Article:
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Re: Inter-CU DWARF size optimizations and gcc -flto
On Fri, Mar 2, 2012 at 9:54 PM, Tom Tromey <firstname.lastname@example.org> wrote:
>>>>>> "Daniel" == Daniel Jacobowitz <email@example.com> writes:
> Daniel> You are correct, it does crush GDB :-) ?I routinely try - emphasis on
> Daniel> try - to use GDB on programs with between 2500 and 5500 shared
> Daniel> libraries. ?It's agonizing. ?I have another project I want to work on
> Daniel> first, and not much time for GDB lately, but this is absolutely on my
> Daniel> list to improve.
> I am curious how you plan to improve it.
I have no idea. One thing I'd like to revisit is your work on
threaded symbol load; I have plenty of cores available, and the
machine is pretty much useless to me until my test starts. There's
also a lot of room for profiling to identify bad algorithms; I think
we spend a lot of time reading the solib list from the inferior
(something I thought I and others had fixed thoroughly already...) and
I routinely hit inefficient algorithms e.g. during "next".
> The plan I mentioned upthread is probably pretty good for scaling to
> distro-sized programs, say 200 shared libraries or less (this is
> LibreOffice or Mozilla). ?Maybe we could get a bit more by putting
> minsyms into the index.
> I am not so confident it would let gdb scale to 5000 shared libraries
> For that size I've had two ideas.
> First, and simplest, punt. ?Make the user disable automatic reading of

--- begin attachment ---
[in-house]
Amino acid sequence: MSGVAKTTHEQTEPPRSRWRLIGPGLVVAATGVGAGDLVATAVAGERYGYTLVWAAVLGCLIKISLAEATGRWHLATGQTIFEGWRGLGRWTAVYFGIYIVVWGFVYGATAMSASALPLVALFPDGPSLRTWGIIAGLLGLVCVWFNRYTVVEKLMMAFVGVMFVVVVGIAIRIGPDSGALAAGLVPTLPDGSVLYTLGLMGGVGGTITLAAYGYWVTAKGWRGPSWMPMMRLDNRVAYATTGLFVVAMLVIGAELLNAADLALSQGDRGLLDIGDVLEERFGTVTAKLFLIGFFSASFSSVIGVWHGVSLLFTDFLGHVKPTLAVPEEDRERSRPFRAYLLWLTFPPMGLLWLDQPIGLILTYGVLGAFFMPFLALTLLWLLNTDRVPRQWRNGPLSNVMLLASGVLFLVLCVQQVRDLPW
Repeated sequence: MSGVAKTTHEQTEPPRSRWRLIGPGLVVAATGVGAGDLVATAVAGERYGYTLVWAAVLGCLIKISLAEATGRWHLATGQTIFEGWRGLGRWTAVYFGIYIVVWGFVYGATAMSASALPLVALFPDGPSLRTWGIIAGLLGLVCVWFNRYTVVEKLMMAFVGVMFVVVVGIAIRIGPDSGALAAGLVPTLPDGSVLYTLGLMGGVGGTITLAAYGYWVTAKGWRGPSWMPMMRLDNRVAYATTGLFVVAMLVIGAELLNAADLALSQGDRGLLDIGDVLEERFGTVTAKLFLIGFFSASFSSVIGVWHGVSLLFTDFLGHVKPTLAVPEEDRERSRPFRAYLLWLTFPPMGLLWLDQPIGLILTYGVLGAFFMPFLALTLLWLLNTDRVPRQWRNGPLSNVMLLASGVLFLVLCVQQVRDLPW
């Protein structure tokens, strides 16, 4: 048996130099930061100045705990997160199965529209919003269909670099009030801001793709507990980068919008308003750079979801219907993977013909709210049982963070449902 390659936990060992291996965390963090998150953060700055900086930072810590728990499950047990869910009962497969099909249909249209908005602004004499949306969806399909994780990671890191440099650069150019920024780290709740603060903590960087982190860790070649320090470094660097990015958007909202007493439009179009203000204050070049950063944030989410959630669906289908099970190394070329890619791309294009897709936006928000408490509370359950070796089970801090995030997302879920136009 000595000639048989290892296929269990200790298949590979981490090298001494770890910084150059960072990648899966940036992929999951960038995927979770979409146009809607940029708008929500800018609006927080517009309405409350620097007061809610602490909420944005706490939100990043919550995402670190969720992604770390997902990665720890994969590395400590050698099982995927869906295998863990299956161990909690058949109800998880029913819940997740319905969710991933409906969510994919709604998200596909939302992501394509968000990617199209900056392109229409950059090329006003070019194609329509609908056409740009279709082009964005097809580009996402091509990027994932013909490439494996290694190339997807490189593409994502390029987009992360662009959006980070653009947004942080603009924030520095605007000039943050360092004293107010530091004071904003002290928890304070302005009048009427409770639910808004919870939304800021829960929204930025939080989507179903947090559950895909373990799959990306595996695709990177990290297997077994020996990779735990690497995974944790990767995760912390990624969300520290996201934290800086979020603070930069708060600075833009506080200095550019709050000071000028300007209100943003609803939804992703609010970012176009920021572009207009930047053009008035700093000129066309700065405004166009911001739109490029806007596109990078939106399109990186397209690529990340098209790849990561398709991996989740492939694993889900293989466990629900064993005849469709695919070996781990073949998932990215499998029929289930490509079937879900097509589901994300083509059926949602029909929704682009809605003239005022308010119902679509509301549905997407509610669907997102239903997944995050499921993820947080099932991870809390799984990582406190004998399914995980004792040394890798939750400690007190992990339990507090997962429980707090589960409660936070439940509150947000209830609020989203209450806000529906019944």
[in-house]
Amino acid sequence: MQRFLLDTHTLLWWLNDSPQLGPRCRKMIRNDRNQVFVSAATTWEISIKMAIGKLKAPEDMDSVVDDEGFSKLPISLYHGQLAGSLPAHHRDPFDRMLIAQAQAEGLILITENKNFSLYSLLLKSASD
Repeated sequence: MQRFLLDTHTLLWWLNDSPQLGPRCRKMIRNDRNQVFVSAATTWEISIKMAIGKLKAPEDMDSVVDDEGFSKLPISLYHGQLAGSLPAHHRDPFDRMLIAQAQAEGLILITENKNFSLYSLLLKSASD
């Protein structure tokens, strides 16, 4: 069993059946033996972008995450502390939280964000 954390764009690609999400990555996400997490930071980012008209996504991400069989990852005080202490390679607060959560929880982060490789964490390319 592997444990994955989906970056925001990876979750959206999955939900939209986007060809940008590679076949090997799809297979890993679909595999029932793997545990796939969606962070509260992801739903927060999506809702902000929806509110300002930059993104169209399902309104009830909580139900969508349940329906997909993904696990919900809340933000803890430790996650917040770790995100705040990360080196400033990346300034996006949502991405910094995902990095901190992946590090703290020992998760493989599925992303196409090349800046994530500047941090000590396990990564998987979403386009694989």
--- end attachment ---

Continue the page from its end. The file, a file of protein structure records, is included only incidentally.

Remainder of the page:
> shared library debuginfo (or even minsyms) and make the user explicitly
> mention which ones should be used -- either by 'sharedlibrary' or by a
> linespec extension.
> I guess this one would sort of work today. ?(I haven't tried.)
I am hugely unexcited by this. Even if did basic usability work on
top of that - e.g. automatically load all solibs that appear in the
backtrace - the inability to find sources by file:line is a huge
problem for me.
> Second, and harder, is the "big data" approach. ?This would be something
> like -- load all the debuginfo into a server, tagged by build-id,
> ideally with global type- and symbol-interning; then change gdb to send
> queries to the server and get back the minimal DWARF (or DWARF-esque
> bits) needed; crucially, this would be a global operation instead of
> per-objfile, so that gdb could exploit parallelism on the server side.
> Parallelism seems key to me. ?Parallelism on the machine running gdb
> probably wouldn't work out, though, on the theory that there'd be too
> much disk contention. ?Dunno, maybe worth trying.
This is an idea I'm excited by. It works well along with Cary's
http://gcc.gnu.org/wiki/DebugFission, too; a separate process could
handle the changes as individual shared libraries are rebuilt.
Something I've been thinking about is that incrementalism is hard in
GDB because the symbol tables are so entwined... adding any sort of
client/server interface would force us to detangle them, and then
individual objects could have a longer life.